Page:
“The honeymoon is over.” Instructors who award low grades in humanities disciplines will likely be familiar with a phenomenon that occurs after the first essays are returned to students: former smiles vanish, hands once jubilantly raised to answer questions are now resentfully folded across chests, offended pride and sulkiness replace the careless cheer of former days. Too often, the smiles are gone for good because the customary “B+” or “A” grades have been withheld, and many students cannot forgive the insult.
The matter doesn’t always end there. Some students are prepared for a fight, writing emails of entreaty or threat, or besieging the instructor in his office to make clear that the grade is unacceptable. Every instructor who has been so besieged knows the legion of excuses and expressions of indignation offered, the certainty that such work was always judged acceptable in the past, the implication that a few small slip-ups, a wrong word or two, have been blown out of proportion. When one points out grievous inadequacies — factual errors, self-contradiction, illogical argument, and howlers of nonsensical phrasing — the student shrugs it off: yes, yes, a few mistakes, the consequences of too much coffee, my roommate’s poor typing, another assignment due the same day; but you could still see what I meant, couldn’t you, and the general idea was good, wasn’t it? “I’m better at the big ideas,” students have sometimes boasted to me. “On the details, well … ”.
Meetings about bad grades are uncomfortable not merely because it is unpleasant to wound feelings unaccustomed to the sting. Too often, such meetings are exercises in futility. I have spent hours explaining an essay’s grammatical, stylistic, and logical weaknesses in the wearying certainty that the student was unable, both intellectually and emotionally, to comprehend what I was saying or to act on my advice. It is rare for such students to be genuinely desirous and capable of learning how to improve. Most of them simply hope that I will come around. Their belief that nothing requires improvement except the grade is one of the biggest obstacles that teachers face in the modern university. And that is perhaps the real tragedy of our education system: not only that so many students enter university lacking the basic skills and knowledge to succeed in their courses — terrible in itself — but also that they often arrive essentially unteachable, lacking the personal qualities necessary to respond to criticism.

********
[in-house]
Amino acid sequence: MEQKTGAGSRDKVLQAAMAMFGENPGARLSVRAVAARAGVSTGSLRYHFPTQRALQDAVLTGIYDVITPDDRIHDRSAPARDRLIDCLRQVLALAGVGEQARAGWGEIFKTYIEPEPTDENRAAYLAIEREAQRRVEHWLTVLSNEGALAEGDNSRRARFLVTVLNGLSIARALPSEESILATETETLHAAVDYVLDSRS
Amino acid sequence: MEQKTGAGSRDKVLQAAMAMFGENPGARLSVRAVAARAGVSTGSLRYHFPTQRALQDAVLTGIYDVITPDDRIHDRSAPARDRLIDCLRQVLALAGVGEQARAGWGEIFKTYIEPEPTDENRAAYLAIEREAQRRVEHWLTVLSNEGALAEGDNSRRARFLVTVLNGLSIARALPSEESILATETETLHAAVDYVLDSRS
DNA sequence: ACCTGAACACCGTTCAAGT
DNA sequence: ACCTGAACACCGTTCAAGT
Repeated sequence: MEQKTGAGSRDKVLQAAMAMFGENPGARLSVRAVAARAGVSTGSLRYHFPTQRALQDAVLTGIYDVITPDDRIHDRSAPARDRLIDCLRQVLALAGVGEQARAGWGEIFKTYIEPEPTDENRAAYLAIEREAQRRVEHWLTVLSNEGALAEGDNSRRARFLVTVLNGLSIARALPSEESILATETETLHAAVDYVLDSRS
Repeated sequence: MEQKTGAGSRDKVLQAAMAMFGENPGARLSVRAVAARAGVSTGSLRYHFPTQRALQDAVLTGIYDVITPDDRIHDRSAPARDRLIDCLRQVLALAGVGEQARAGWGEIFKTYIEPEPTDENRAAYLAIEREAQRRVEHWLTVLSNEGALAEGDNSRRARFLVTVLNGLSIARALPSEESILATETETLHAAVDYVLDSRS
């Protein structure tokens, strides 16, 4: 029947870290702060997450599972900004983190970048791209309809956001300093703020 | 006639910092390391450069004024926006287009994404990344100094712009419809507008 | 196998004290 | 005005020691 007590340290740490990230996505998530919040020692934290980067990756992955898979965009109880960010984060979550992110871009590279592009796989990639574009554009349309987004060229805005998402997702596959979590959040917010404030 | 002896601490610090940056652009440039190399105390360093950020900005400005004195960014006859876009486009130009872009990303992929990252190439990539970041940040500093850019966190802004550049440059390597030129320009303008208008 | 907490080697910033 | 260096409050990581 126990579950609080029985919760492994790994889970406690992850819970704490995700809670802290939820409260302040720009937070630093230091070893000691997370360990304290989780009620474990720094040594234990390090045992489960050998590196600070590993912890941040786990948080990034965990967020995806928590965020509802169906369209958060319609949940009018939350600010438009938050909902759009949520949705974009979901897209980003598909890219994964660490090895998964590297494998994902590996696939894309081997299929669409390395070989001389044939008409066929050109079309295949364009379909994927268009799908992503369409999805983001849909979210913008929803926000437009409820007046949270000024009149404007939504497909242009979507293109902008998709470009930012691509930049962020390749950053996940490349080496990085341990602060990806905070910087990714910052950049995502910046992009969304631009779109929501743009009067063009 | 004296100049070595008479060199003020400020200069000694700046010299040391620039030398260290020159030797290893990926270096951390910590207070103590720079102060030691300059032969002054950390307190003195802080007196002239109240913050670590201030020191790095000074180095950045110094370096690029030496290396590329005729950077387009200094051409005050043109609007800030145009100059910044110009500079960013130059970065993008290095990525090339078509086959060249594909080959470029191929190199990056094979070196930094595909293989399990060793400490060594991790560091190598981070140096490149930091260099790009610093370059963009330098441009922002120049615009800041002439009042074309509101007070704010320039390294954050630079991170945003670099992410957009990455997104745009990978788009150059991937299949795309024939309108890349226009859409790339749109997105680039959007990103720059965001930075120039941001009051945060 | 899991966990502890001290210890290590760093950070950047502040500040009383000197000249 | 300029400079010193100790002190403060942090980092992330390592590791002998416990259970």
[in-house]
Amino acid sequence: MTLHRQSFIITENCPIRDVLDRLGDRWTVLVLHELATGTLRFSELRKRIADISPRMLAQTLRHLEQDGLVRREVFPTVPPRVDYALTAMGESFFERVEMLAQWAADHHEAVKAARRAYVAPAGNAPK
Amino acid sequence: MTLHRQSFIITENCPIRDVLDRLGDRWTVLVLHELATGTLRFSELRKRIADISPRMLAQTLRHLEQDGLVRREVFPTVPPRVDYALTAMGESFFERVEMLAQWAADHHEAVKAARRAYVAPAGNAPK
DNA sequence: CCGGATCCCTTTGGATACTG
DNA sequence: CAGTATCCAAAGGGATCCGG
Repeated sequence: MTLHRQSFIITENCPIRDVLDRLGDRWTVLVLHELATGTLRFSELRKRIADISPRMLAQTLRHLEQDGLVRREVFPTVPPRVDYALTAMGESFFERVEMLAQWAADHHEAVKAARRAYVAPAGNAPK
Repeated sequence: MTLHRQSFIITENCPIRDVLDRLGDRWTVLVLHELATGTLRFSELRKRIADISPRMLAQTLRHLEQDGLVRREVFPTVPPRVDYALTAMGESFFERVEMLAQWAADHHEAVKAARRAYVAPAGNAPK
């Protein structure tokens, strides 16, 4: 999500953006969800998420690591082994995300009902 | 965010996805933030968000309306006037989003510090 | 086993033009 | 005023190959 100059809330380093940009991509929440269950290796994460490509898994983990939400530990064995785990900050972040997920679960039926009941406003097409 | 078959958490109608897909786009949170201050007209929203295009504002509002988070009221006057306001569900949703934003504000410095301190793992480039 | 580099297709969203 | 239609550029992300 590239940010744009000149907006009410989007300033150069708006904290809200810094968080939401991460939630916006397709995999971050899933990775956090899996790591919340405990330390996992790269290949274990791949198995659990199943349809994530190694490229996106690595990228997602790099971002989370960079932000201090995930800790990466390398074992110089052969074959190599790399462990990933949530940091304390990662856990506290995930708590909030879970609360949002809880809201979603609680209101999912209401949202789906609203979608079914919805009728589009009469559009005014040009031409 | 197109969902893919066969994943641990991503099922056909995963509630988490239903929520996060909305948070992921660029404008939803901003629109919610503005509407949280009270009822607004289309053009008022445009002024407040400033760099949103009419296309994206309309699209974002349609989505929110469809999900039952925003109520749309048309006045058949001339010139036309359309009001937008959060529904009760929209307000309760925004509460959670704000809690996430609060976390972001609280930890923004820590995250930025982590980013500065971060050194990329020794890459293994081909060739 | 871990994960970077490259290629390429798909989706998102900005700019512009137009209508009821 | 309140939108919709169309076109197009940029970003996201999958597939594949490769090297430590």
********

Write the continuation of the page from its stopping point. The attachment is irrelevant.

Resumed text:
The unteachable student has been told all her life that she is excellent: gifted, creative, insightful, thoughtful, able to succeed at whatever she tries, full of potential and innate ability. Pedagogical wisdom since at least the time of John Dewey — and in some form all the way back to William Wordsworth’s divinely anointed child “trailing clouds of glory” — has stressed the development of self-esteem and a sense of achievement. Education, as Dewey made clear in such works as The Child and the Curriculum (1902), was not about transferring a cultural inheritance from one generation to the next; it was about students’ self-realization. It involved liberating pupils from that stuffy, often stifling, inheritance into free and unforced learning aided by sympathy and encouragement. The teacher was not so much to teach or judge as to elicit a response, leading the student to discover for herself what she, in a sense, already knew. In the past twenty years, the well-documented phenomenon of grade inflation in humanities subjects — the awarding of high “Bs” and “As” to the vast majority of students — has increased the conviction that everyone is first-rate.
This pedagogy of self-esteem developed in response to the excesses of rote learning and harsh discipline that were thought to characterize earlier eras. In Charles Dickens’ Hard Times, Mr. Gradgrind, the teacher who ridicules a terrified Sissy Jupe for her inability to define a horse (“Quadruped. Graminivorous. Forty teeth … ”), was seen to epitomize a soulless pedagogical regime that deadened creativity and satisfaction. Dickens and his readers believed such teaching to be a form of mental and emotional abuse, and the need to protect students from the stigma of failure became an article of faith amongst progressive educators. For them, the stultifying apparatus of the past had to be entirely replaced. Memorization itself, the foundation of traditional teaching, came to be seen as an enemy of creative thought: pejorative similes for memory work such as “rote learning” and “fact-grinding” suggest the classroom equivalent of a military drill, harsh and unaccommodating. The progressive approach, in contrast, emphasizes variety, pleasure, and student interest and self-motivation above all.
It sounds good. The problem, as traditionalists have argued (but without much success), is that the utopian approach hasn’t worked as intended. Rather than forming cheerful, self-directed learners, the pedagogy of self-esteem has often created disaffected, passive pupils, bored precisely because they were never forced to learn. As Hilda Neatby commented in 1953, the students she was encountering at university were “distinctly blasé” about their coursework. A professor of history, Neatby was driven to investigate progressive education after noting how ill-equipped her students were for the high-level thinking required of them; her So Little For the Mind remains well-worth reading. In her assessment:
The bored “graduates” of elementary and high schools seem, in progressive language, to be “incompletely socialized.” Ignorant even of things that they might be expected to know, they do not care to learn. They lack an object in life, they are unaware of the joy of achievement. They have been allowed to assume that happiness is a goal, rather than a by-product.
The emphasis on feeling good, as Neatby argued, prevents rather than encourages the real satisfactions of learning.